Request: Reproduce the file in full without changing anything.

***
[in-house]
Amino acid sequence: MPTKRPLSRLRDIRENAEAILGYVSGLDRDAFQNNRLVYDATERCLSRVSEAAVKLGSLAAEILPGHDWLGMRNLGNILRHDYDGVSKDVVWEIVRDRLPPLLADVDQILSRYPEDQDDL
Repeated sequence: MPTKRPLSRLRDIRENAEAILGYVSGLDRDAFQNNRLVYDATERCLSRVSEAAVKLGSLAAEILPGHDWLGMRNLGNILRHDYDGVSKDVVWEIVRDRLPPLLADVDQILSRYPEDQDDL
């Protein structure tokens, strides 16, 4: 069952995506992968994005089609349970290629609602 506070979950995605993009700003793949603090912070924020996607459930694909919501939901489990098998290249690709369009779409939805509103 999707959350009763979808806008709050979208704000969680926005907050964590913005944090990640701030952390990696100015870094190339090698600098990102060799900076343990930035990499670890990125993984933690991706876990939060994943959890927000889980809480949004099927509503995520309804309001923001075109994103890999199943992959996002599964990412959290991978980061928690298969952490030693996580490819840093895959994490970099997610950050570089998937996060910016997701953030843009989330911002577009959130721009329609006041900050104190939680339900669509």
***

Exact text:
[in-house]
Amino acid sequence: MPTKRPLSRLRDIRENAEAILGYVSGLDRDAFQNNRLVYDATERCLSRVSEAAVKLGSLAAEILPGHDWLGMRNLGNILRHDYDGVSKDVVWEIVRDRLPPLLADVDQILSRYPEDQDDL
Repeated sequence: MPTKRPLSRLRDIRENAEAILGYVSGLDRDAFQNNRLVYDATERCLSRVSEAAVKLGSLAAEILPGHDWLGMRNLGNILRHDYDGVSKDVVWEIVRDRLPPLLADVDQILSRYPEDQDDL
């Protein structure tokens, strides 16, 4: 069952995506992968994005089609349970290629609602 506070979950995605993009700003793949603090912070924020996607459930694909919501939901489990098998290249690709369009779409939805509103 999707959350009763979808806008709050979208704000969680926005907050964590913005944090990640701030952390990696100015870094190339090698600098990102060799900076343990930035990499670890990125993984933690991706876990939060994943959890927000889980809480949004099927509503995520309804309001923001075109994103890999199943992959996002599964990412959290991978980061928690298969952490030693996580490819840093895959994490970099997610950050570089998937996060910016997701953030843009989330911002577009959130721009329609006041900050104190939680339900669509």